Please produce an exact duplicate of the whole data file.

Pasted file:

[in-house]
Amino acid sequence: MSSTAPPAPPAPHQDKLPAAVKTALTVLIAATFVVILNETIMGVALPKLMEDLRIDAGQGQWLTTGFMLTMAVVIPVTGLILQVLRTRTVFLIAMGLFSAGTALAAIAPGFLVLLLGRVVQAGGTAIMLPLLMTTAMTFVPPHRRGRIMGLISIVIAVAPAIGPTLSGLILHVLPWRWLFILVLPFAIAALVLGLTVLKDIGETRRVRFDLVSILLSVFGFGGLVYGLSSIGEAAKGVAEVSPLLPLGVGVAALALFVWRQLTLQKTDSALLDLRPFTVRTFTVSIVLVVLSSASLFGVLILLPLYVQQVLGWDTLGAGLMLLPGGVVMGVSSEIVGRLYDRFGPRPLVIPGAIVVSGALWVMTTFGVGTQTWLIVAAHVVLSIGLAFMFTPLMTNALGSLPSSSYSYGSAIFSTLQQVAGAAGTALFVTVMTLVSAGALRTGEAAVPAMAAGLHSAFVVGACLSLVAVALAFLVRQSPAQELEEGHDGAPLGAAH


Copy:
[in-house]
Amino acid sequence: MSSTAPPAPPAPHQDKLPAAVKTALTVLIAATFVVILNETIMGVALPKLMEDLRIDAGQGQWLTTGFMLTMAVVIPVTGLILQVLRTRTVFLIAMGLFSAGTALAAIAPGFLVLLLGRVVQAGGTAIMLPLLMTTAMTFVPPHRRGRIMGLISIVIAVAPAIGPTLSGLILHVLPWRWLFILVLPFAIAALVLGLTVLKDIGETRRVRFDLVSILLSVFGFGGLVYGLSSIGEAAKGVAEVSPLLPLGVGVAALALFVWRQLTLQKTDSALLDLRPFTVRTFTVSIVLVVLSSASLFGVLILLPLYVQQVLGWDTLGAGLMLLPGGVVMGVSSEIVGRLYDRFGPRPLVIPGAIVVSGALWVMTTFGVGTQTWLIVAAHVVLSIGLAFMFTPLMTNALGSLPSSSYSYGSAIFSTLQQVAGAAGTALFVTVMTLVSAGALRTGEAAVPAMAAGLHSAFVVGACLSLVAVALAFLVRQSPAQELEEGHDGAPLGAAH